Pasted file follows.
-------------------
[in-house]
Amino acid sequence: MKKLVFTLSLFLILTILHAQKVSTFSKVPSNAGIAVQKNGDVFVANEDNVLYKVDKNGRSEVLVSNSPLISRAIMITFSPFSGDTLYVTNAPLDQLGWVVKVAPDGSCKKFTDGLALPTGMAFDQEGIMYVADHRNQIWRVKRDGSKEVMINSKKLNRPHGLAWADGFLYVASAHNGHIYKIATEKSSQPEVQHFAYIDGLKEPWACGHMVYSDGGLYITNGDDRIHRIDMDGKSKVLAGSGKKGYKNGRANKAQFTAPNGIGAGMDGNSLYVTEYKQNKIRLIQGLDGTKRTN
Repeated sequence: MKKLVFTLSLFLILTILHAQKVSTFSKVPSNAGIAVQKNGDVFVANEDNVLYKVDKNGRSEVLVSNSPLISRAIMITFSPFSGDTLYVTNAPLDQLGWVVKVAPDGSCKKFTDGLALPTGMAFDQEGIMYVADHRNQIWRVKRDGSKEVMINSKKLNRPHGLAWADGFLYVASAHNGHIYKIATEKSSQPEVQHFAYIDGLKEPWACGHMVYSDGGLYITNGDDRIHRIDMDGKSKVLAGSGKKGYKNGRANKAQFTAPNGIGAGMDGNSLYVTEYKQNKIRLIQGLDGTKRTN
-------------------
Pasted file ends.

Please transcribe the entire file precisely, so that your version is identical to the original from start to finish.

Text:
[in-house]
Amino acid sequence: MKKLVFTLSLFLILTILHAQKVSTFSKVPSNAGIAVQKNGDVFVANEDNVLYKVDKNGRSEVLVSNSPLISRAIMITFSPFSGDTLYVTNAPLDQLGWVVKVAPDGSCKKFTDGLALPTGMAFDQEGIMYVADHRNQIWRVKRDGSKEVMINSKKLNRPHGLAWADGFLYVASAHNGHIYKIATEKSSQPEVQHFAYIDGLKEPWACGHMVYSDGGLYITNGDDRIHRIDMDGKSKVLAGSGKKGYKNGRANKAQFTAPNGIGAGMDGNSLYVTEYKQNKIRLIQGLDGTKRTN
Repeated sequence: MKKLVFTLSLFLILTILHAQKVSTFSKVPSNAGIAVQKNGDVFVANEDNVLYKVDKNGRSEVLVSNSPLISRAIMITFSPFSGDTLYVTNAPLDQLGWVVKVAPDGSCKKFTDGLALPTGMAFDQEGIMYVADHRNQIWRVKRDGSKEVMINSKKLNRPHGLAWADGFLYVASAHNGHIYKIATEKSSQPEVQHFAYIDGLKEPWACGHMVYSDGGLYITNGDDRIHRIDMDGKSKVLAGSGKKGYKNGRANKAQFTAPNGIGAGMDGNSLYVTEYKQNKIRLIQGLDGTKRTN